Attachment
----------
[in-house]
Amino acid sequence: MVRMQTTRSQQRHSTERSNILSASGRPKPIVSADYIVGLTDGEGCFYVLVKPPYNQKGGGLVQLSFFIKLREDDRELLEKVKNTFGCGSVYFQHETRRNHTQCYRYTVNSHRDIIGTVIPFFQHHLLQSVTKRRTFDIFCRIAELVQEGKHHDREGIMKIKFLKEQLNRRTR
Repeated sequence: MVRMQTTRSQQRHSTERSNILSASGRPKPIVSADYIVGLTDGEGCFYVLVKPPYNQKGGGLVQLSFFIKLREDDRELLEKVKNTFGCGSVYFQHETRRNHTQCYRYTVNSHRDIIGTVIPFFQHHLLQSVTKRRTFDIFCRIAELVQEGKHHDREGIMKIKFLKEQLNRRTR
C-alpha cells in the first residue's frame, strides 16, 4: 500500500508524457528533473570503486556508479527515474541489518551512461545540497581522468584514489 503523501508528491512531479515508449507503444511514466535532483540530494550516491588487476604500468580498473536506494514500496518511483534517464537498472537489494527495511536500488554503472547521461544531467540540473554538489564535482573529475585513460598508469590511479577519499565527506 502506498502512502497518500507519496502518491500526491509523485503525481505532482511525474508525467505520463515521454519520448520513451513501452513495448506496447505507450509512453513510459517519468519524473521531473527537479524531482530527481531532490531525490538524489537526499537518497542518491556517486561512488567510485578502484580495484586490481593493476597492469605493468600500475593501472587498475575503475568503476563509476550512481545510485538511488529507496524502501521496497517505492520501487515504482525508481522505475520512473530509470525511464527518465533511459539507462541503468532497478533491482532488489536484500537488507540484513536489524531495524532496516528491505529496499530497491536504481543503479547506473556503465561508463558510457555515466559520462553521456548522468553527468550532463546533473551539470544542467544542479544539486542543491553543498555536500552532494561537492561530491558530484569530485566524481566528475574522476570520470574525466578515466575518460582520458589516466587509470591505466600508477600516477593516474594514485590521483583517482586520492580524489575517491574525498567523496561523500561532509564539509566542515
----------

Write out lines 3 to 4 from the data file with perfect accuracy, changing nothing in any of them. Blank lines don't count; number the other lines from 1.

Repeated sequence: MVRMQTTRSQQRHSTERSNILSASGRPKPIVSADYIVGLTDGEGCFYVLVKPPYNQKGGGLVQLSFFIKLREDDRELLEKVKNTFGCGSVYFQHETRRNHTQCYRYTVNSHRDIIGTVIPFFQHHLLQSVTKRRTFDIFCRIAELVQEGKHHDREGIMKIKFLKEQLNRRTR
C-alpha cells in the first residue's frame, strides 16, 4: 500500500508524457528533473570503486556508479527515474541489518551512461545540497581522468584514489 503523501508528491512531479515508449507503444511514466535532483540530494550516491588487476604500468580498473536506494514500496518511483534517464537498472537489494527495511536500488554503472547521461544531467540540473554538489564535482573529475585513460598508469590511479577519499565527506 502506498502512502497518500507519496502518491500526491509523485503525481505532482511525474508525467505520463515521454519520448520513451513501452513495448506496447505507450509512453513510459517519468519524473521531473527537479524531482530527481531532490531525490538524489537526499537518497542518491556517486561512488567510485578502484580495484586490481593493476597492469605493468600500475593501472587498475575503475568503476563509476550512481545510485538511488529507496524502501521496497517505492520501487515504482525508481522505475520512473530509470525511464527518465533511459539507462541503468532497478533491482532488489536484500537488507540484513536489524531495524532496516528491505529496499530497491536504481543503479547506473556503465561508463558510457555515466559520462553521456548522468553527468550532463546533473551539470544542467544542479544539486542543491553543498555536500552532494561537492561530491558530484569530485566524481566528475574522476570520470574525466578515466575518460582520458589516466587509470591505466600508477600516477593516474594514485590521483583517482586520492580524489575517491574525498567523496561523500561532509564539509566542515